Beats Studio Review
Beats Studio: Not for the studio
A Picture in Numbers
We've given you a front-page picture in words, now it's time to show you the same story in numbers. Like any other pair of headphones that darken these doors, the Beats Studios had to do hard time in the audio lab. Armed with software and a robot, I took the Studios for a spin and found a fairly healthy soundscape.
Pleasing the masses
Headphones typically follow one of two main trends: They either produce a very flat response for studio/mixing purposes, or they produce a more dynamic response that traces the general shape of an equal loudness contour. Ironically, the Beats Studio headphones follow the latter—and quite closely, I might add. On an equal loudness curve, for anyone wondering, every note is emphasized in such a way that the human ear perceives them all as equal in volume.
In plain terms, bass is quite forward on this soundscape, but middle and high notes on trumpets, flutes, violins, drums, and the lot will ring out loud and clear, too. A 4.8dB drop does occur right at 5kHz, so that peak notes on certain brass and stringed instruments are a tad quieter than they ought to be, but this is a mild effect that few will gripe about (here's lookin at you, audiophiles). Hobbyists will be anything but thrilled about this contour—they prefer flat frequency responses—but the Beats Studios are likely to please the masses.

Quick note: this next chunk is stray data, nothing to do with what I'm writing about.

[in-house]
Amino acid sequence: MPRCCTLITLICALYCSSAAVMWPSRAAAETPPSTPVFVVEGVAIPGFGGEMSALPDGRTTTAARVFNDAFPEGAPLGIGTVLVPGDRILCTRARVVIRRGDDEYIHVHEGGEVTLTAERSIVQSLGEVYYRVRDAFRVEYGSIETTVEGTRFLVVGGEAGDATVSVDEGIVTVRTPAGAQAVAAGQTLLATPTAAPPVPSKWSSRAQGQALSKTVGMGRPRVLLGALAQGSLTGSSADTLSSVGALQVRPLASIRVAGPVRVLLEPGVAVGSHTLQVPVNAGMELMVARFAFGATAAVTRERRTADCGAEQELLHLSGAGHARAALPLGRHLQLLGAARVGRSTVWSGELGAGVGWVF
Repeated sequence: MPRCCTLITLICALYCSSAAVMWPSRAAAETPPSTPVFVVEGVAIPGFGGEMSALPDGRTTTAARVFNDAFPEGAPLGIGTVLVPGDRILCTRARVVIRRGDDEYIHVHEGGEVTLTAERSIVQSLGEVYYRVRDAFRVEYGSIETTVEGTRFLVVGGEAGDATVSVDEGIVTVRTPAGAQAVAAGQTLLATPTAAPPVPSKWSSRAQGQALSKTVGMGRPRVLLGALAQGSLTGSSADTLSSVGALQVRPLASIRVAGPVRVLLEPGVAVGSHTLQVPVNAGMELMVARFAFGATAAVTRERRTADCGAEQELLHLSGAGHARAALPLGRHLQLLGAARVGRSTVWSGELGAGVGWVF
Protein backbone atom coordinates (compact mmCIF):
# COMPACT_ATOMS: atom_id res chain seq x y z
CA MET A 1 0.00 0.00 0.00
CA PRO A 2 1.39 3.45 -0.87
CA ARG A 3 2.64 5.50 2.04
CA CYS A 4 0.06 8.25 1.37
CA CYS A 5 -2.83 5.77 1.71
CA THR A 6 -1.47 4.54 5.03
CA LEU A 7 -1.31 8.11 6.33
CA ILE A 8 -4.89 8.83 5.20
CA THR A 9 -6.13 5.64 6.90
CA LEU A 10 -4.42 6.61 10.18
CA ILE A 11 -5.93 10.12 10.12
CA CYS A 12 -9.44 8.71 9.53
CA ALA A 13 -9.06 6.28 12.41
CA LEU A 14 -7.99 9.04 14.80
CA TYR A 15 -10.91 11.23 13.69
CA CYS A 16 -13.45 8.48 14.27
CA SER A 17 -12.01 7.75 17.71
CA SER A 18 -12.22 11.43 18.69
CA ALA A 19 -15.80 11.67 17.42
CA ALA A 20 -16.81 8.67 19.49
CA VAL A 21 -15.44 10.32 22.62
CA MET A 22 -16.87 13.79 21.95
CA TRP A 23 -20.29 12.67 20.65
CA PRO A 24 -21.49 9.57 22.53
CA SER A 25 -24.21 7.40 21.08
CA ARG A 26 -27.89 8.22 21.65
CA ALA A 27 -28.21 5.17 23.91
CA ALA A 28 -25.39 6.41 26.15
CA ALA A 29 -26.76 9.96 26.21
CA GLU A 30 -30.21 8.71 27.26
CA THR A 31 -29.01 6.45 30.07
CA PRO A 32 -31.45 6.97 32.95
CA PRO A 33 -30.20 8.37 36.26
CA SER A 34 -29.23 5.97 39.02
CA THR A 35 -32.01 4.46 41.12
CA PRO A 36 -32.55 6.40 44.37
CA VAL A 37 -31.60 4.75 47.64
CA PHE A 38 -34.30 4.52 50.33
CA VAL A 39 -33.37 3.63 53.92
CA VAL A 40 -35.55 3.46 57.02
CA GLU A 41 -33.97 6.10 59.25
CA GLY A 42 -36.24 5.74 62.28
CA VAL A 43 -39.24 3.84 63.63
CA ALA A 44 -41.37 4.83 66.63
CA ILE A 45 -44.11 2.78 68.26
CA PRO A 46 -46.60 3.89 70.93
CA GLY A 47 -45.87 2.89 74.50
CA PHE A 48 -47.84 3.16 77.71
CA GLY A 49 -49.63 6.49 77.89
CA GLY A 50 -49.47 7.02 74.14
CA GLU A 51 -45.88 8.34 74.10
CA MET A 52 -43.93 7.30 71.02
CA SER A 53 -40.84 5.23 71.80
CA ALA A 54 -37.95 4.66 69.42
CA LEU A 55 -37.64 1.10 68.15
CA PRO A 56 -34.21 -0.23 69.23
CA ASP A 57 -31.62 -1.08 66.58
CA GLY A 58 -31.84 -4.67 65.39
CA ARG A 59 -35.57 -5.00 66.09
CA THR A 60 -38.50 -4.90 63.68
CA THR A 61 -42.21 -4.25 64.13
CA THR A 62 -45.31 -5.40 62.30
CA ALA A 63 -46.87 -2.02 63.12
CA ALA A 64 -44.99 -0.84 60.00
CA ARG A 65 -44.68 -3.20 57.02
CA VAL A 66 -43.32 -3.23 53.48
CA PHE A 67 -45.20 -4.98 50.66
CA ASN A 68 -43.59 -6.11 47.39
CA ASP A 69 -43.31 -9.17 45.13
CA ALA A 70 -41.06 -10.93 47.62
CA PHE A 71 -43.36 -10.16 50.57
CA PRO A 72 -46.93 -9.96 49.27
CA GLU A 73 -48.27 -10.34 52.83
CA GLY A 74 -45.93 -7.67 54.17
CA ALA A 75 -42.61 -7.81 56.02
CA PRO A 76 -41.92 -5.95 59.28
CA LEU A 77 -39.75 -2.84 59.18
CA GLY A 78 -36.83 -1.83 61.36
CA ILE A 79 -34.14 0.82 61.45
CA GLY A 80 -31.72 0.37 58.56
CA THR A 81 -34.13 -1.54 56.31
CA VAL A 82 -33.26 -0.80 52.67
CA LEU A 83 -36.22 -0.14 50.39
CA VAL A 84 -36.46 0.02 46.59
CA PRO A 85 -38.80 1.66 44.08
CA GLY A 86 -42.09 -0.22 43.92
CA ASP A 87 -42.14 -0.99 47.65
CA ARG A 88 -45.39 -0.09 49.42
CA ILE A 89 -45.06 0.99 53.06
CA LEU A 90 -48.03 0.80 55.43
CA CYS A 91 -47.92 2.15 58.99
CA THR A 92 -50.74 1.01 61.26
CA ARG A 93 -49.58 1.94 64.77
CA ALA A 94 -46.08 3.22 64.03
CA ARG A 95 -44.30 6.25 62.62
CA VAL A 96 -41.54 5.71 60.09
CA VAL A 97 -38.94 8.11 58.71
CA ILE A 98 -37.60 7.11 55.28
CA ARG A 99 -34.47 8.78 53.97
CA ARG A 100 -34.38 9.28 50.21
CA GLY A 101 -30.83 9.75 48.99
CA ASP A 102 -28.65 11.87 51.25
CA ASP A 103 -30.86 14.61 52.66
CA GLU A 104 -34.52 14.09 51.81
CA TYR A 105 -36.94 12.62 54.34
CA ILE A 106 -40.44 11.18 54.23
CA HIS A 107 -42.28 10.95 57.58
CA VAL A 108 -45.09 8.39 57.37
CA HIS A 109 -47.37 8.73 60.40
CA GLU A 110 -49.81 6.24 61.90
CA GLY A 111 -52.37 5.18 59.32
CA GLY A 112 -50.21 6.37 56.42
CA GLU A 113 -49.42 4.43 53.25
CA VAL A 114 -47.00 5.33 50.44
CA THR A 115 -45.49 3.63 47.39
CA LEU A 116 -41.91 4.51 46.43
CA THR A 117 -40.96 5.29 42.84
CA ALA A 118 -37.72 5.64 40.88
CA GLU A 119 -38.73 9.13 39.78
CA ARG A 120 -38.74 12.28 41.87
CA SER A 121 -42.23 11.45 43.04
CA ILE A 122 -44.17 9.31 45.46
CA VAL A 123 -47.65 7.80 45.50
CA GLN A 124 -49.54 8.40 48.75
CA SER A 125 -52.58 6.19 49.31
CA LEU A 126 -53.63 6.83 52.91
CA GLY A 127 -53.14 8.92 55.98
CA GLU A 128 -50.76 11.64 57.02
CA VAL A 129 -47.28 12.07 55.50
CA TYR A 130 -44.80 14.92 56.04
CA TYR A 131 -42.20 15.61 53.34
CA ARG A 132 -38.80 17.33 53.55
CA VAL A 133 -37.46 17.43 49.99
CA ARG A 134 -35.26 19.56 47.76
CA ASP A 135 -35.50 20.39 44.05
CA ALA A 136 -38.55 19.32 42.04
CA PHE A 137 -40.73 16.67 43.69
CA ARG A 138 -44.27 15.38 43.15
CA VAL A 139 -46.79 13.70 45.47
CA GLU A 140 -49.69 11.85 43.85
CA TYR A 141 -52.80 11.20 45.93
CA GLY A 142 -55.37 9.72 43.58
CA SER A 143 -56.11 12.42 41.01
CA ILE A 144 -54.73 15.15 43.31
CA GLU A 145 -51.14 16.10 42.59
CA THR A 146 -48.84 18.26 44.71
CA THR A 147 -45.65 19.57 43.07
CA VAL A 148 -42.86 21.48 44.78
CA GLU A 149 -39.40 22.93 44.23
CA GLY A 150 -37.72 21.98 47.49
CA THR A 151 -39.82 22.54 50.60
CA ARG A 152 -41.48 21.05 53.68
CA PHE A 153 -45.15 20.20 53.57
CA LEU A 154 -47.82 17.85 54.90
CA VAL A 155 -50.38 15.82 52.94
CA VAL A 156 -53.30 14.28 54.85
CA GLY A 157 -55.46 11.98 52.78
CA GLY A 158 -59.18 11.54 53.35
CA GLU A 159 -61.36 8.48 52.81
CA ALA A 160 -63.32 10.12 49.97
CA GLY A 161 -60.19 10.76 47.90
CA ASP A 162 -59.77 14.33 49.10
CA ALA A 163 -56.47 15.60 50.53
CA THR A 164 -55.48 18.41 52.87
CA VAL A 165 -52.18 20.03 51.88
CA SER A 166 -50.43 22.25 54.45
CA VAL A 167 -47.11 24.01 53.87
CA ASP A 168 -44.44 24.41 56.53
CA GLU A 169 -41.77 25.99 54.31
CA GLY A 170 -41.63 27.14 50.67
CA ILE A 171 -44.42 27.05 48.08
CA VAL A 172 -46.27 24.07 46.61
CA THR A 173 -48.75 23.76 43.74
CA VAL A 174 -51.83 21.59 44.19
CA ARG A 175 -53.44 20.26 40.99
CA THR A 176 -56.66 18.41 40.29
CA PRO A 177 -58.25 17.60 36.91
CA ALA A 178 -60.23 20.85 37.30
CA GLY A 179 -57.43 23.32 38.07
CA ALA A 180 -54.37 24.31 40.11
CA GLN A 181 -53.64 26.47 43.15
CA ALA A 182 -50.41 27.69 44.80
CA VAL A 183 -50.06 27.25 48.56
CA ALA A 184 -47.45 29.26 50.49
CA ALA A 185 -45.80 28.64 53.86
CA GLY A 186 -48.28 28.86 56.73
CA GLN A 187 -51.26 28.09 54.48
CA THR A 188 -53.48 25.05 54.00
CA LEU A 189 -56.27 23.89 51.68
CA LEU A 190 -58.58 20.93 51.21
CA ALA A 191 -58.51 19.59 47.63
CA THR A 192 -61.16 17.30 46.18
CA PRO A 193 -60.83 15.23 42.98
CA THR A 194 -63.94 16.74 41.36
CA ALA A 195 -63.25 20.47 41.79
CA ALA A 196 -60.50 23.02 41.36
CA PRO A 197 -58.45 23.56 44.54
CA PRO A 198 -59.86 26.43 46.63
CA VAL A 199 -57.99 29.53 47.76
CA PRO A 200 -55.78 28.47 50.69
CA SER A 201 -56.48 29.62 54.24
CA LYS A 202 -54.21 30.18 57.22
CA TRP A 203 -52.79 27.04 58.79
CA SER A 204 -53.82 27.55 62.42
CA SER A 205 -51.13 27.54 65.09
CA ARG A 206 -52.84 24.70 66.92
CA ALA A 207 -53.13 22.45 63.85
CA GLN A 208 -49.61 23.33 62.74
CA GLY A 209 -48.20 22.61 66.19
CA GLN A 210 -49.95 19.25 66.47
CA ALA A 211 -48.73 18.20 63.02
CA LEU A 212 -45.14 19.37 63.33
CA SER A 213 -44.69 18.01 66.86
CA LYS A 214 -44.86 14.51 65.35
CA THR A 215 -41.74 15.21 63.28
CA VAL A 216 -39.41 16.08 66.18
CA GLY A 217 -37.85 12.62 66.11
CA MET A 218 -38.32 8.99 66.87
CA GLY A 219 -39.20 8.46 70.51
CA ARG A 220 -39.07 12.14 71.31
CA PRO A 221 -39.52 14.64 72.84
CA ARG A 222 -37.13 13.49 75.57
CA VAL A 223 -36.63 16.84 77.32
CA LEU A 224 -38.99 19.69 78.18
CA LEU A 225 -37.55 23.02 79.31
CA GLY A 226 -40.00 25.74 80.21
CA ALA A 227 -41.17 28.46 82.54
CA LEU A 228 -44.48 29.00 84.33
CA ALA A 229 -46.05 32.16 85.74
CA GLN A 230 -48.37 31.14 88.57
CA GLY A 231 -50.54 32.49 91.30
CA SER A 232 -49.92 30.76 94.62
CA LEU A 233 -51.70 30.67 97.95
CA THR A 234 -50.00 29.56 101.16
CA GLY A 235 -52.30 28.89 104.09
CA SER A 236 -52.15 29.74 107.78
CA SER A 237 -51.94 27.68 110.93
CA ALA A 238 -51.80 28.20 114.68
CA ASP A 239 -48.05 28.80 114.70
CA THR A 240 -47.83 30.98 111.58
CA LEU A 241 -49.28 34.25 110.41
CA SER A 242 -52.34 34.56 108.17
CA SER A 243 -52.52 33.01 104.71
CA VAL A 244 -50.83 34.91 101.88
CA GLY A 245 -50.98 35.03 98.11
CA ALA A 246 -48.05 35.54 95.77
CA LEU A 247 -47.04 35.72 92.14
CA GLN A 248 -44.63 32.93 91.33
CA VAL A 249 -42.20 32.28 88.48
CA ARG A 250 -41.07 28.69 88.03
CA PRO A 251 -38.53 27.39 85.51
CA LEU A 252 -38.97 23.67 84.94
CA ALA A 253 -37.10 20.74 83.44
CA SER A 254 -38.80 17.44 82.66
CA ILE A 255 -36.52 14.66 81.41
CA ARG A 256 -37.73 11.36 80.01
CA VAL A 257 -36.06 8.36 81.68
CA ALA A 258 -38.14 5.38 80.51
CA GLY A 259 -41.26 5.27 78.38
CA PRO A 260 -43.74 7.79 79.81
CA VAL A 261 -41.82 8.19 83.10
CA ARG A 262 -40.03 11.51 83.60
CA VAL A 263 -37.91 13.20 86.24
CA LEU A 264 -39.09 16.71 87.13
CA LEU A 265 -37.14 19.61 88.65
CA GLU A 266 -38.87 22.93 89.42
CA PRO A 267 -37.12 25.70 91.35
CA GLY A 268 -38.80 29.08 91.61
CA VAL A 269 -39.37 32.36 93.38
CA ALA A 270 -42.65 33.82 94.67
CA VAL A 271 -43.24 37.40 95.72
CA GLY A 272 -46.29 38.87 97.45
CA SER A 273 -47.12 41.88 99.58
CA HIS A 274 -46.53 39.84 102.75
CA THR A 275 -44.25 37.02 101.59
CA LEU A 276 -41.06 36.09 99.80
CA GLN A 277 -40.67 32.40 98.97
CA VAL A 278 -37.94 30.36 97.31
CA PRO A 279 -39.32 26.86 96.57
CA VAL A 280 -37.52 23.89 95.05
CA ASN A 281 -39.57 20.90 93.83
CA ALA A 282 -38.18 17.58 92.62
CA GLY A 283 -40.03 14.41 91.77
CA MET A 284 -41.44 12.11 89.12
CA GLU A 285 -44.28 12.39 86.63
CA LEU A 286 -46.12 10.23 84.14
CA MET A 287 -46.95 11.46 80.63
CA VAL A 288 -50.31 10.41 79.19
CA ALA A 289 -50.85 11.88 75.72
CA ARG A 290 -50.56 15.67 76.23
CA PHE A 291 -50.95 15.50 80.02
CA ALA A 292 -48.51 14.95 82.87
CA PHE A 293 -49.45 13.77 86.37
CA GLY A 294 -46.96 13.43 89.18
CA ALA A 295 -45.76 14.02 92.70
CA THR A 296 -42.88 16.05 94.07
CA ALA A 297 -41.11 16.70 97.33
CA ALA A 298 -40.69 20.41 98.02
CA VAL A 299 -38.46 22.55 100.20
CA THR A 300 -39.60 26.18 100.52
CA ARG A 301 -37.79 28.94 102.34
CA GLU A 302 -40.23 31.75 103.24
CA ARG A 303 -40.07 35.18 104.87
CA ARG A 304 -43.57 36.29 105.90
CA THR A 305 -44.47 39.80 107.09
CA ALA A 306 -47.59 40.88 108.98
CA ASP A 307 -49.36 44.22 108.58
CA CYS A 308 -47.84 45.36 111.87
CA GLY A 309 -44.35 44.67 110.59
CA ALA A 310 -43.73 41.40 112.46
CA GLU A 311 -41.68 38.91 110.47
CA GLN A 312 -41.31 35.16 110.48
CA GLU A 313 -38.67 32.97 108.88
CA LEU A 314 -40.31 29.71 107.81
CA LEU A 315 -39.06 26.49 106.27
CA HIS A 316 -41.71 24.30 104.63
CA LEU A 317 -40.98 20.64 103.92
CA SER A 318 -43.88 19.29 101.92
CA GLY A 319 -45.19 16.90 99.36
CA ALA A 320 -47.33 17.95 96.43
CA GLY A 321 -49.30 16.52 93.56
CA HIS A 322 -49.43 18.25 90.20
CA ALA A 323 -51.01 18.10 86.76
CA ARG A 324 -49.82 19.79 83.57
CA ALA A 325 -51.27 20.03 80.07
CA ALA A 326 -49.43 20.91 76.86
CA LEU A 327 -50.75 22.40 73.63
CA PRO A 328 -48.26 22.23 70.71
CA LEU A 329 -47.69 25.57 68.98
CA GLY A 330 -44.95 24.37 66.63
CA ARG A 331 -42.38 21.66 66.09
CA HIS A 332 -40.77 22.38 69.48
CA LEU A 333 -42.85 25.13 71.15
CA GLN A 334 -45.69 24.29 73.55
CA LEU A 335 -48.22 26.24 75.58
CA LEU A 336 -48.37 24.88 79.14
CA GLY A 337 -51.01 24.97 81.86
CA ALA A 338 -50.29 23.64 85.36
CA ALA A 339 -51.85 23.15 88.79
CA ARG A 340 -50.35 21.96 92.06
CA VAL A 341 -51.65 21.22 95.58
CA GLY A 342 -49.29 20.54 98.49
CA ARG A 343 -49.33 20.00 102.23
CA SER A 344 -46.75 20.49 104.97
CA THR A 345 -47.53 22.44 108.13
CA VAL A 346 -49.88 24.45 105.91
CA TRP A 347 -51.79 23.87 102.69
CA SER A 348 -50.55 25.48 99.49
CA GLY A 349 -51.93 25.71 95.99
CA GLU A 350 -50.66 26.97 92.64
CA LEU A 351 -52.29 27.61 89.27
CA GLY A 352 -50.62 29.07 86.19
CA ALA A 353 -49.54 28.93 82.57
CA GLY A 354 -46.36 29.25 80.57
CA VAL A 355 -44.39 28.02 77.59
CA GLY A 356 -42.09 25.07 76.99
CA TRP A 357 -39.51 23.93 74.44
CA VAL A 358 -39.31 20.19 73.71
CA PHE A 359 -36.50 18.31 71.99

I've tested better isolation this year, but these are still fine results—and I love that the electrical signals on the Studios don't apply as much pressure to your inner ears as competing models. Comfort aside, tests proved that high frequency outside clatter like chattering ladies or squeaky wheels get reduced to well upwards of 1/16 their original loudness; midrange bothers get quelled to 1/2; low-end bothers like passing automobiles are reduced by as much as 1/4.
Keeping distortion at bay
Distortion is present in the sub-bass range, but the measures are low enough that you won't hear it. Happily, there isn't a bit of audible distortion on this entire chart—from sub-bass all the way through bass, mids, and highs. We applaud these fantastic results.
Distortion doesn't rise above the 3% mark at all unless you crank volume upwards of the 110.75dB mark, in fact. But don't listen so loud to keep your ears safe and sound.
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